Corporate Governance and Insolvency Act 2020
Meeting in uncertain times
The Corporate Governance and Insolvency Act 2020 (the Act) finally received Royal Assent on 25 June 2020, coming into effect on 26 June 2020, after a rather lengthy legislative process for an Act aimed at providing short-term emergency support.
It took effect retrospectively and provides (amongst other things) assistance to companies seeking to hold shareholder meetings during the pandemic. This assistance is in the form of relaxations to the requirements in legislation and companies’ own articles of association as to how meetings being held between 26 March 2020 and (following now two extensions to the initial period by Statutory Instruments laid in September and November) 30 March 2021 can be conducted. Notably, pursuant to the Act:
- Meetings can be held “virtually”, without the meeting having to take place at a physical location, via say an electronic platform or conference call: companies were struggling with how to hold meetings under lockdown and the majority of companies’ articles of association do not provide for virtual (where there is no physical location and the meeting is held through an electronic platform) or hybrid (where there is a physical meeting in addition to electronic participation) meetings, so this offers helpful flexibility as the Act overrides articles of association. More companies are now looking to amend their articles of association to provide for electronic participation in meetings, but whilst hybrid meetings are becoming more accepted there are still concerns around fully “virtual” meetings, both technical and from shareholders and shareholder bodies who value the forum offered by a physical meeting;
- Votes can be cast electronically: however, in practice voting in advance via proxies (whether posted or submitted electronically) makes voting less of an issue in any case; and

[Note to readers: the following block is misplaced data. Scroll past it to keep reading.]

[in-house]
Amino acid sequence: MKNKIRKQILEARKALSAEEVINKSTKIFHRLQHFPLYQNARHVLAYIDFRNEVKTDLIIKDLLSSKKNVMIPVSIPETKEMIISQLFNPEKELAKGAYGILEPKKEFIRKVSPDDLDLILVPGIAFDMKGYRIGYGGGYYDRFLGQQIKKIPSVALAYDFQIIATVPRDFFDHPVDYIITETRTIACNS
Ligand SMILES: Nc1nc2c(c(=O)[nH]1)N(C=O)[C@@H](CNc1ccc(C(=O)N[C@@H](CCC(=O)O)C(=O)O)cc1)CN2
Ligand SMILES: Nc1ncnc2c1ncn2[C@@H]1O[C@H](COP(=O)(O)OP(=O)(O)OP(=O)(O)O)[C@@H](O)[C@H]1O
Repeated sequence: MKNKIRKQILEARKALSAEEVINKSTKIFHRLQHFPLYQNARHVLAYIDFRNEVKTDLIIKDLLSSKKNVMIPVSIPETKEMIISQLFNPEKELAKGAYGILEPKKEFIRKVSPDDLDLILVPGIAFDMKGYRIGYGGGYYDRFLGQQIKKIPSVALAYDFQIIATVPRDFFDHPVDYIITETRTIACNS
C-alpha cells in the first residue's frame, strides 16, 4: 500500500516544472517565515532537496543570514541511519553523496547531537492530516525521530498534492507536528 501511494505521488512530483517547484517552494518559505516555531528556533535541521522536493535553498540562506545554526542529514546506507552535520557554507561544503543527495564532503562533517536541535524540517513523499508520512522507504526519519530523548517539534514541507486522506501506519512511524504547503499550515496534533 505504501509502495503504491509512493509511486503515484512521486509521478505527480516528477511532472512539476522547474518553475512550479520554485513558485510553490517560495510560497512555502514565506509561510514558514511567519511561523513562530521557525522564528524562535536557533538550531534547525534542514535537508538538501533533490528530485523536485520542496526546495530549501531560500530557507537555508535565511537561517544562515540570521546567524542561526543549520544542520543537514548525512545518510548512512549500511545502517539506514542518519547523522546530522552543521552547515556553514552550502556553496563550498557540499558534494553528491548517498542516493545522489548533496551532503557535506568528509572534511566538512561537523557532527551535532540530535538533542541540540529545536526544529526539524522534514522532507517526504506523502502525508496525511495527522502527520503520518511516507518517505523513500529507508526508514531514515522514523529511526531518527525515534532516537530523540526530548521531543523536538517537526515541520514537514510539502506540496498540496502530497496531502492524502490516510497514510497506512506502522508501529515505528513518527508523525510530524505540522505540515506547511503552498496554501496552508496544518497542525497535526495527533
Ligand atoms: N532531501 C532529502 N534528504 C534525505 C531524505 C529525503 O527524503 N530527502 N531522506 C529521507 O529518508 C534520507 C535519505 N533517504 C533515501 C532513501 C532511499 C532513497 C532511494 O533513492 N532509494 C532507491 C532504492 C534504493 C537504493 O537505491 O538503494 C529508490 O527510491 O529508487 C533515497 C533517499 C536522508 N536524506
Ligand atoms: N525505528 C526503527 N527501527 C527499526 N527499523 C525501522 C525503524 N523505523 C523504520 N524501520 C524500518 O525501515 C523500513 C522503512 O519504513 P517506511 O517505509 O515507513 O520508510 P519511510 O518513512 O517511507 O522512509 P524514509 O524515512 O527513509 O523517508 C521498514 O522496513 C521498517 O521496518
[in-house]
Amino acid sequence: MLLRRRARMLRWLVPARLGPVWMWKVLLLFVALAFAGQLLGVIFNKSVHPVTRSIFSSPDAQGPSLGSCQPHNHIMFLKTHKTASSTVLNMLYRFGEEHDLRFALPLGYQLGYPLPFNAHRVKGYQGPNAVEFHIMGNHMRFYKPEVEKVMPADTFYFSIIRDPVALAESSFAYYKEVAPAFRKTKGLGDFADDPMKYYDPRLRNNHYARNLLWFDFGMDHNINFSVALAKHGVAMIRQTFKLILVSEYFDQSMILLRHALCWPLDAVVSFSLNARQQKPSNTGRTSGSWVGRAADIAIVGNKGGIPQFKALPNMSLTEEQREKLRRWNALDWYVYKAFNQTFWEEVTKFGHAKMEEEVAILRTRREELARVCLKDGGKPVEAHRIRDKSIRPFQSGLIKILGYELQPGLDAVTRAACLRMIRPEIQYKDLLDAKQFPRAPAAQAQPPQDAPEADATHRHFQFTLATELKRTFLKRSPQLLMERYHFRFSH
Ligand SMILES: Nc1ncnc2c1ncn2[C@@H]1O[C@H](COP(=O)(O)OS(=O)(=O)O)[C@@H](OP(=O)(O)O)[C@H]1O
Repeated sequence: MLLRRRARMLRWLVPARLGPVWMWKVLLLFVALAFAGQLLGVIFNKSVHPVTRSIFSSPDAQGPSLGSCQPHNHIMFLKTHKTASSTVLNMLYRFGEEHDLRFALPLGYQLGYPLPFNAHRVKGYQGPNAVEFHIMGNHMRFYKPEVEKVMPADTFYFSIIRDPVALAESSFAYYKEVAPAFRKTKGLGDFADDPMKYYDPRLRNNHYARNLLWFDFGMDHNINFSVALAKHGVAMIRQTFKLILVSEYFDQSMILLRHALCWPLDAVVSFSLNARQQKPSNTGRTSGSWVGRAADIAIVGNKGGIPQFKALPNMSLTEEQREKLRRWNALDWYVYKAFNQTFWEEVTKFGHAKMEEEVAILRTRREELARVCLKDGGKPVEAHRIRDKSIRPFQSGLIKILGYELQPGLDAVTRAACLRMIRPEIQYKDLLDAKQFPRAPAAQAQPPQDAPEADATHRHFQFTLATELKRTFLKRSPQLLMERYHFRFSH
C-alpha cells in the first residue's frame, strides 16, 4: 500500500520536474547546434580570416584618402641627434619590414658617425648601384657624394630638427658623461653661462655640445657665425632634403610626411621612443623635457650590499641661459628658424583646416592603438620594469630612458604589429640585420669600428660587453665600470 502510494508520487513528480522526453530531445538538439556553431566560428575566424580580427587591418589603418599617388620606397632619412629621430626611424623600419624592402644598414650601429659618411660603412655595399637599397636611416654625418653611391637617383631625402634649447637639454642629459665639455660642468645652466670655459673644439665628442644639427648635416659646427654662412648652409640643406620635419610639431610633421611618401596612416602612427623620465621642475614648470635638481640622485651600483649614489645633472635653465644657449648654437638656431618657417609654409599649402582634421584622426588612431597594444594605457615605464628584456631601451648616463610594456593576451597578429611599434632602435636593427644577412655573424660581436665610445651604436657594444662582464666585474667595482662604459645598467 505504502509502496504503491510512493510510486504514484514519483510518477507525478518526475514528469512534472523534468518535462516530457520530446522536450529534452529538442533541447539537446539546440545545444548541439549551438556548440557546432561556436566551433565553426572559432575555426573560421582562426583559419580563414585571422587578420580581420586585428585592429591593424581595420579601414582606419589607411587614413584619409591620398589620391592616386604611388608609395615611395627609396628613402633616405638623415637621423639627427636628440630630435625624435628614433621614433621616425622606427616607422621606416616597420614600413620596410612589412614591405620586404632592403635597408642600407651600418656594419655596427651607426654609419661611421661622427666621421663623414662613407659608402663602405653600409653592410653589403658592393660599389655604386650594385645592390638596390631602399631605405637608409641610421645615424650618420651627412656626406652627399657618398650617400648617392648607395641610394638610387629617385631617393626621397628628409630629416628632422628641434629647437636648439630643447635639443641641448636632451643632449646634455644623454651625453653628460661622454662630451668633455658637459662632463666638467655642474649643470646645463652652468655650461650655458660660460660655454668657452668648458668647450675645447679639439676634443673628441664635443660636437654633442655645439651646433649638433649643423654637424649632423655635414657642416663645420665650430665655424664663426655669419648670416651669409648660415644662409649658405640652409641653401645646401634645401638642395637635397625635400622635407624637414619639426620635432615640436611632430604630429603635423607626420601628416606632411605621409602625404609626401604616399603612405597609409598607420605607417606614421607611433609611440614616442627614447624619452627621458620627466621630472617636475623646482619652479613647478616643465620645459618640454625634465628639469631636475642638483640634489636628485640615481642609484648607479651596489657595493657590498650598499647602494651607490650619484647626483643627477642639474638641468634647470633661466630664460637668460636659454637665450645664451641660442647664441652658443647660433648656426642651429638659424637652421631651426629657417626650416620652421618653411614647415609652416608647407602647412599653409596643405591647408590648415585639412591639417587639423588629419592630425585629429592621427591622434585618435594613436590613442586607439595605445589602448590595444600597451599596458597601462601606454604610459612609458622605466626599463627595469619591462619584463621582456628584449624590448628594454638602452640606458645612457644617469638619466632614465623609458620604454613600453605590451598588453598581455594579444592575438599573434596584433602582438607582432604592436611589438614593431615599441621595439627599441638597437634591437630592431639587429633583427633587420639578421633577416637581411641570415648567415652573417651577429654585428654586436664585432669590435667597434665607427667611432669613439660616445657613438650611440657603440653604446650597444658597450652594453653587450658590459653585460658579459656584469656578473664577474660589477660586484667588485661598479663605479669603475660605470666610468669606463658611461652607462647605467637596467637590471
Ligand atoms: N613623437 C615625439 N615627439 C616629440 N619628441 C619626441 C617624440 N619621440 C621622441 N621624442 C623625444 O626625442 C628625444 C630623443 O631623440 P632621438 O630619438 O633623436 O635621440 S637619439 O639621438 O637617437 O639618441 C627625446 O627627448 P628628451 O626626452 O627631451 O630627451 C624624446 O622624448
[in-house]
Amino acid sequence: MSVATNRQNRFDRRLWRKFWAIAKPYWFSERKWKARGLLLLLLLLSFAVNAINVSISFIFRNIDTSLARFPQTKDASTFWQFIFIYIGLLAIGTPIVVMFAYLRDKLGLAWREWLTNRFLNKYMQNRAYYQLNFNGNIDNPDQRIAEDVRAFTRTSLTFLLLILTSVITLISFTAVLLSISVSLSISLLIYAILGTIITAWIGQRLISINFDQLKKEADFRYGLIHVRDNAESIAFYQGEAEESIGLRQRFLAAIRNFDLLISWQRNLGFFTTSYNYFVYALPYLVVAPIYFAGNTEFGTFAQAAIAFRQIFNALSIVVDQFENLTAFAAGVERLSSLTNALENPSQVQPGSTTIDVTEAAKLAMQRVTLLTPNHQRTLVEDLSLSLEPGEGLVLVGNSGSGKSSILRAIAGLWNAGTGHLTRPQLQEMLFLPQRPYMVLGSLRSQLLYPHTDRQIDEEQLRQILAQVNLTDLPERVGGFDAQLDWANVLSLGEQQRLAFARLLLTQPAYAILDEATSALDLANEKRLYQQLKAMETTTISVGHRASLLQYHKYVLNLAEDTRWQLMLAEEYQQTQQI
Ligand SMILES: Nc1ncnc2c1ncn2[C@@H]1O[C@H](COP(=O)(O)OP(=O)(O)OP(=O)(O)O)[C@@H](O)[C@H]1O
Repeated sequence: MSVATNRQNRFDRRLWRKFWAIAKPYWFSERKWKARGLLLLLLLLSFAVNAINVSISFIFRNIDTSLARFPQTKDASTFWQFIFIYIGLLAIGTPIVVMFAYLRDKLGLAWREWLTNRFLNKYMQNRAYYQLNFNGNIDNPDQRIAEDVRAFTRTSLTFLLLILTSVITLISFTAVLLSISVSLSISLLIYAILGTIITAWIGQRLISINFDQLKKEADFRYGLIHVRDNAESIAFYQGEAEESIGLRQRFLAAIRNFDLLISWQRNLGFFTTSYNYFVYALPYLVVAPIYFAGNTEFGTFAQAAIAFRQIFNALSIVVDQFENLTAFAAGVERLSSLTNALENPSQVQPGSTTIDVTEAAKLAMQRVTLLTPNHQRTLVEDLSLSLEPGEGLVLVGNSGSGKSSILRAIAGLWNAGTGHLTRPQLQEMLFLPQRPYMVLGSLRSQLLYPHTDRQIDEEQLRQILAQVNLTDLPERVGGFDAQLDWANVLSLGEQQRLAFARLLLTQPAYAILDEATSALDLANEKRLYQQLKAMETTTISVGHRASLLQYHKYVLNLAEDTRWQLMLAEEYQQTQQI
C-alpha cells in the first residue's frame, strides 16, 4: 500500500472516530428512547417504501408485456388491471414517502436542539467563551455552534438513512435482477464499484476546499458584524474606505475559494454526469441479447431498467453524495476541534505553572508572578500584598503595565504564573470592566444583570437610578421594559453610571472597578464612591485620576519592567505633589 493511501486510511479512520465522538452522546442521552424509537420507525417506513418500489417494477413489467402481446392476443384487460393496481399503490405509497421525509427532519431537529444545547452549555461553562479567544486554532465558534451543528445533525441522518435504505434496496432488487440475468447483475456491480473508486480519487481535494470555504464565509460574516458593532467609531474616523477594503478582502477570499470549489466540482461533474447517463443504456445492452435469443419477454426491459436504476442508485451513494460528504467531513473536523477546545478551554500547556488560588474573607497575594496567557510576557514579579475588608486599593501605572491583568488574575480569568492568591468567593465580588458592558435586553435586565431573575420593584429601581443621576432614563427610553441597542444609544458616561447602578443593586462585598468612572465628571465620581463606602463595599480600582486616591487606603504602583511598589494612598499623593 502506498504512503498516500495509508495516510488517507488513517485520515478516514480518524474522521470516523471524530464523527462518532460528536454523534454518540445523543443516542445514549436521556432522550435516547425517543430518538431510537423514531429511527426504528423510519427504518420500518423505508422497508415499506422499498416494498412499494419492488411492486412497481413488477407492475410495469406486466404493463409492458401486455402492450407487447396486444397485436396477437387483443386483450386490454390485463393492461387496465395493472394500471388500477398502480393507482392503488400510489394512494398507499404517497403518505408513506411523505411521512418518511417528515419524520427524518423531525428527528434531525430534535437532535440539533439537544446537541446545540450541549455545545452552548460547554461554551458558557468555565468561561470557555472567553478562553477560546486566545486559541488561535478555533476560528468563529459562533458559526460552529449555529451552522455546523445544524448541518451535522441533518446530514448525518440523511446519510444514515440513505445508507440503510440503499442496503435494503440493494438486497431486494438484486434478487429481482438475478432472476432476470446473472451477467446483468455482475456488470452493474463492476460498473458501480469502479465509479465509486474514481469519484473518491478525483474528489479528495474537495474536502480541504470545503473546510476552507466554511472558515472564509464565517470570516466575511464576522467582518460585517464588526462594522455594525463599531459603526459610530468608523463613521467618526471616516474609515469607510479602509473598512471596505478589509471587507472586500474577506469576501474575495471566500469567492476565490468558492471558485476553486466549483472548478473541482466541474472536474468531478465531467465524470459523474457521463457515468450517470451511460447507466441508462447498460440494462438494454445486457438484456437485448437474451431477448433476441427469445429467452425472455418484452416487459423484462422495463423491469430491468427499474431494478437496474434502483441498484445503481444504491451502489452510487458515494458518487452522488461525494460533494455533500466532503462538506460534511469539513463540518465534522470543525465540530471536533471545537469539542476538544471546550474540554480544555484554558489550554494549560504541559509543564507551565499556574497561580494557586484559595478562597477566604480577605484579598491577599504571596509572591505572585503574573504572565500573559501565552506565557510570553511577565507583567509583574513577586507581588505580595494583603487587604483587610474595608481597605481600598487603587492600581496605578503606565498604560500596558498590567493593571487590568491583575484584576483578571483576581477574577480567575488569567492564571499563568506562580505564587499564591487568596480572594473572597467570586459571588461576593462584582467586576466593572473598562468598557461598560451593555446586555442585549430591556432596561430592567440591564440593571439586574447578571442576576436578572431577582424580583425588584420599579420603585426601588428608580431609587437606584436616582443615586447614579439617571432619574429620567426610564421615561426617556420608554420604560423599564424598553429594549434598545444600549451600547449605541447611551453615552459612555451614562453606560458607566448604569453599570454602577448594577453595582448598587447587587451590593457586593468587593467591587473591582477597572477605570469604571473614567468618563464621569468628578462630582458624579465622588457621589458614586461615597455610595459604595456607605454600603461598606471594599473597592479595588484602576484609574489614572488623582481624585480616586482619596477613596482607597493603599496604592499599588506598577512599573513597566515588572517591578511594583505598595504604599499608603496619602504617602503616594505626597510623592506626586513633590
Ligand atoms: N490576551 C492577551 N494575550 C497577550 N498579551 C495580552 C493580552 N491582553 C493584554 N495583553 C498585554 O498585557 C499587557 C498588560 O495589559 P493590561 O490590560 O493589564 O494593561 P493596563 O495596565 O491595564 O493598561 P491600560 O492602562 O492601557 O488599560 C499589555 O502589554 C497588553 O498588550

- Members do not have the right to attend or participate other than by voting: during the first lockdown it was clear that it was not possible to hold a public gathering and so chairmen had the power to exclude members from attending meetings in person. However, as lockdown restrictions have varied and continue to do so this offers helpful certainty for companies that they can exclude members from attending physically. This allows a pragmatic approach to be taken and avoids the logistical issues in having to provide a fall back physical venue meeting the requirements of the then current Government lockdown provisions and health and safety concerns.
The delay in the adoption of the legislation was largely due to the longer-term insolvency measures being introduced within the Act, which held up the short-term measures to assist with holding shareholder meetings. The same issue returned when the Government were first extending the period to which the provisions applied from the initial end date of 30 September. In the end the Government left it until 24 September to lay the extension regulations before Parliament; these extended the period to 30 December 2020. The legal community had since been pressing Government to avoid a similar situation towards the end of December waiting to confirm if the provisions would be extended. It is pleasing to see that certainty has been provided a lot earlier this time, with the extension to 30 March 2021 being confirmed in a Statutory Instrument laid before Parliament on 25 November 2020.
In the meantime, we are advising various clients on whether and how to update their articles of association to include appropriately updated meeting provisions, in respect of which there are numerous pitfalls and aspects to consider around for example the practicalities of running meetings and ensuring the provisions work for the company’s shareholder base and will be well received. There is certainly an opportunity now to take the time to consider and update constitutional provisions and related processes to be fully fit for purpose and perhaps increase and improve shareholder engagement for the future.